JFK, Marty Walsh- strong, deep Irish ties with Boston

Ed Forry

The ancestral bonds that will forever link the town of Boston with the Emerald Isle were in great evidence last month as Ireland’s citizenry and its media were riveted with two huge stories from our city’s Democratic politics.

The first, of course, was the anniversary of President Kennedy’s assassination, an event that even today occasions spasms of tears from the Irish. In New Ross, where JFK had greeted his cousins just months before his death, a special commemoration was held on Nov. 22.

Back in Washington, it was reported that an elite group of 26 soldiers from the Irish Defence Forces had performed a silent three-minute drill, known as the Funeral Drill, at the burial site at the request of Jacqueline Kennedy. And late last month, another group of Irish soldiers joined Irish Ambassador Anne Anderson at JFK’s gravesite at Arlington National Cemetery, a story prominently reported both in the US and in Ireland.

The other Boston political story that continues to capture attention in Ireland is the Nov. 5 mayoral election of Dorchester’s Marty Walsh, an eight-term state Rep from Dorchester who as a young man spent many summers living in Connemara, Co. Galway. Irish television, RTE, had news crews in Boston before and after the election and the Irish newspapers have been treating Boston’s mayor- elect almost like a native son.

An in-depth profile of Walsh in the Irish Times told readers that his late father John was born and raised in Callowfeenish in Carna. Mary, his mother, “comes from a few parishes farther away, in Ros Cide, Ros Muc,” the newspaper reported. “The couple emigrated to Boston in the 1950s and settled in Dorchester, an Irish stronghold outside the city.

“Boston’s mayor-elect used to visit Connemara every year,” the Times related. “On each trip back, he visits the grave of his grandparents at the Atlantic-sprayed cemetery on Mweenish, the island a few miles out by road from Carna. ‘It has been a couple of years since I have been back but I plan on going back after the new year,’ ” he says.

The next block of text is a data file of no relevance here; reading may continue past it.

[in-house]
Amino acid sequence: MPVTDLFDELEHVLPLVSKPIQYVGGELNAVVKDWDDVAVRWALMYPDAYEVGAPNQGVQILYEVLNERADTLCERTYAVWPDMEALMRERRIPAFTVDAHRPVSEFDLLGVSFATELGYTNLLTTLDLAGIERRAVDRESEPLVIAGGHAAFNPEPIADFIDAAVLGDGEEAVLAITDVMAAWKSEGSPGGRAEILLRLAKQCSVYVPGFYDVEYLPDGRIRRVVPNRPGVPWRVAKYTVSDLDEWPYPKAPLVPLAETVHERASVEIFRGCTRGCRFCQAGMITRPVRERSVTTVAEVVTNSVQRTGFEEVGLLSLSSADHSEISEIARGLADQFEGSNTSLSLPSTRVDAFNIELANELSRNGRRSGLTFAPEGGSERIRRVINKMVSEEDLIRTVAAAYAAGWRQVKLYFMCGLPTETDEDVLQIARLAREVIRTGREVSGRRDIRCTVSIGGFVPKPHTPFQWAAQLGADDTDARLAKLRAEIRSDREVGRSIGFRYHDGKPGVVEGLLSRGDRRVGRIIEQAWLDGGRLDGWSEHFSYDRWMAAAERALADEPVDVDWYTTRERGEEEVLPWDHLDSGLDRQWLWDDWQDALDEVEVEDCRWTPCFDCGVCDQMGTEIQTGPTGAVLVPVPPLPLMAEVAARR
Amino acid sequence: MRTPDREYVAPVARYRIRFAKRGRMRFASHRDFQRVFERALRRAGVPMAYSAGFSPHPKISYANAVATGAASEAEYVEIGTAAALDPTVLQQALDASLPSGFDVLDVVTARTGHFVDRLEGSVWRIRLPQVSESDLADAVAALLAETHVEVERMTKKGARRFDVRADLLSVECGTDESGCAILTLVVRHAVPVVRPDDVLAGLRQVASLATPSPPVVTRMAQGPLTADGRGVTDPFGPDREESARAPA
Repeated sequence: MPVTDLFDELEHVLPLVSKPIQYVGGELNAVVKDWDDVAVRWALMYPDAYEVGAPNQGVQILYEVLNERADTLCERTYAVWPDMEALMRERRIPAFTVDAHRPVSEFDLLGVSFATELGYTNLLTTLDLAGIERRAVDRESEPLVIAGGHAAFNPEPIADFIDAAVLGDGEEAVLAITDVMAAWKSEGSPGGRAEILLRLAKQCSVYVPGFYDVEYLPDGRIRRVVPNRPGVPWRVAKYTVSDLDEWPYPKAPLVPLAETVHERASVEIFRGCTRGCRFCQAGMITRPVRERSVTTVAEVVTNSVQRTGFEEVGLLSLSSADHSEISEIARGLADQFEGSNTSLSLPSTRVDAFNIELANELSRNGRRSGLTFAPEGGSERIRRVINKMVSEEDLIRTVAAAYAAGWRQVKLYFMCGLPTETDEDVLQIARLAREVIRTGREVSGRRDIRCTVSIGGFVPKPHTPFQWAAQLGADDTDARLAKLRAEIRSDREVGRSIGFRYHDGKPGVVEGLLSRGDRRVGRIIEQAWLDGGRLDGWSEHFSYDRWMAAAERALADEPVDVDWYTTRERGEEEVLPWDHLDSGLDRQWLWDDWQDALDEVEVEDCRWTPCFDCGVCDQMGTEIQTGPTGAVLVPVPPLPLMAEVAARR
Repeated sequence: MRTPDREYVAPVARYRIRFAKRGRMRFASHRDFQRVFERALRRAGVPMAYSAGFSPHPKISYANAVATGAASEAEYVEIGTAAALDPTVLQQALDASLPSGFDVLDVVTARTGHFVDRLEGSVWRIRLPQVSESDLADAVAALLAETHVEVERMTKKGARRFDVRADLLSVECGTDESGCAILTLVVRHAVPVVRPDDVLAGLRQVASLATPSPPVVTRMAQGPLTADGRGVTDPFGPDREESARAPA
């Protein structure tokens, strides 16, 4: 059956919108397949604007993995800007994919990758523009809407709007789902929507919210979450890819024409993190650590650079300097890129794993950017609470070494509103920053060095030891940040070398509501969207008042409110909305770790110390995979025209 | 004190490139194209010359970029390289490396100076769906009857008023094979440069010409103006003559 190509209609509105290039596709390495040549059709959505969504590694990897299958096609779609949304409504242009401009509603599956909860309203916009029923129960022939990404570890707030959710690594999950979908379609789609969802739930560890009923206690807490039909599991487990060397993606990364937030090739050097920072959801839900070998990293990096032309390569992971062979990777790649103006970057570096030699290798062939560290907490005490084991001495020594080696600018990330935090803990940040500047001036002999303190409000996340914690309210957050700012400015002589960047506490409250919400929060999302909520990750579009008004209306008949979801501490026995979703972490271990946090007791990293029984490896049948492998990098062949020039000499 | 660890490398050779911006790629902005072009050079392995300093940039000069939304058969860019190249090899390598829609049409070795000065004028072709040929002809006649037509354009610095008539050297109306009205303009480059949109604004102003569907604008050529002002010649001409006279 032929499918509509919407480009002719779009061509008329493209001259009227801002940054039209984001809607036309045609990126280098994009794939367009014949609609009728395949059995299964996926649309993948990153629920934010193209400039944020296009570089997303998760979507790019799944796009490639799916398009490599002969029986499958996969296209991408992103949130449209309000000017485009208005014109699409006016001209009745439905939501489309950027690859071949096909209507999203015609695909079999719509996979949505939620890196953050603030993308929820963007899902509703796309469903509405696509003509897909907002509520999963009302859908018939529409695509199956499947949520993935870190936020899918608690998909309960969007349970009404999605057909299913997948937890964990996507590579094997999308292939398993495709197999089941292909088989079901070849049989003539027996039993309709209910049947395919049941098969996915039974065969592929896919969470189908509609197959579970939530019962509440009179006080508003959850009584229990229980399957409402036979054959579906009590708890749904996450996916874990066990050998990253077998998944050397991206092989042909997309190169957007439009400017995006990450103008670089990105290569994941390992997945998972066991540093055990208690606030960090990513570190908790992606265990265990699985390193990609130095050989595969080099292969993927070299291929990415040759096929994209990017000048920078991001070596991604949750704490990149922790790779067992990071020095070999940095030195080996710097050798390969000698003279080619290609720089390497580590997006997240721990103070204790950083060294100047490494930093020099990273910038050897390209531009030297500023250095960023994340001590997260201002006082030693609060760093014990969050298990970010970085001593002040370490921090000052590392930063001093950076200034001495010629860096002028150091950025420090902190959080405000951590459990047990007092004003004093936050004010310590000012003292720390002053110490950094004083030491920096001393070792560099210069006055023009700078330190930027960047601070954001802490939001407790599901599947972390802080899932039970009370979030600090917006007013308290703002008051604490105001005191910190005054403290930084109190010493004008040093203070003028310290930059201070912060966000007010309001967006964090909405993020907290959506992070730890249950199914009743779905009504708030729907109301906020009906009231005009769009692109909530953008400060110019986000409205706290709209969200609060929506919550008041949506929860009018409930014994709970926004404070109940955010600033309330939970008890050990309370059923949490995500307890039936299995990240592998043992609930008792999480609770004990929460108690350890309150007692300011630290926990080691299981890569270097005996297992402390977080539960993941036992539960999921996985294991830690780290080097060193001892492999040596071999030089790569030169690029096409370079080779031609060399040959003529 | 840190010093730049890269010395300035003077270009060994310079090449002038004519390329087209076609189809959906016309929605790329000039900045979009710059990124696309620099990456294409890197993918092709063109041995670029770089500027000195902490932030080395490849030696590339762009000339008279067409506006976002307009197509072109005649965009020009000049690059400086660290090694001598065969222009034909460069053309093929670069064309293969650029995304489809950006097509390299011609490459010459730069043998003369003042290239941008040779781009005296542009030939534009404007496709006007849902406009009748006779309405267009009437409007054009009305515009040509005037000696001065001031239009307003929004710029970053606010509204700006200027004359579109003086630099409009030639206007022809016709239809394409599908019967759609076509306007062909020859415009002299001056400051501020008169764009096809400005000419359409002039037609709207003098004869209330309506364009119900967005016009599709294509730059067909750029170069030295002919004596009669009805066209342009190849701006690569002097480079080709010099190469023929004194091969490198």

Of course, even as Walsh’s upbringing in Dorchester prepared him for a life in politics, in many ways his Dot years parallel a truly Irish experience in Galway. Brian Donnelly, the Dorchester Lower Mills man who served 14 years in the US Congress and authored the so-called “Donnelly Visas” program that led to US citizenship for scores of Irish in the 1980s, once explained to me the similarities between the Dorchester and Ireland’s counties.

I traveled with him to Galway on my first trip to Ireland in 1992, and he prepared me for the experience: “You’re going to see faces that look familiar,” he said on the plane to Shannon. “It seems like half the people from our neighborhood are from Galway, and you’re sure to recognize them,” he said. “A lot of people spend parts of the summer over in Ireland, so you will see people you think you recognize. But if it’s not them, it’s most likely their first cousins.”

If Savin Hill’s Marty Walsh was over there that summer, I don’t remember seeing him in Galway city; he likely was out with his family in Ros Muc. But Donnelly had it right – walking along the prom in Salthill, I did run into a young Boston priest, Father Vin Dailey, who then was serving in his first assignment at St. Gregory’s in Lower Mills, where he now is pastor.

The Irish Times story included the news that Walsh speaks Irish, a trait he shares with his mother, and quoted him on how he views his connection with the old sod: “I look at the story of my father and mother growing up on a farm in Ireland and working hard and never getting anything handed to them. … That is very much part of my Irish heritage. I am very proud of my Irish heritage.”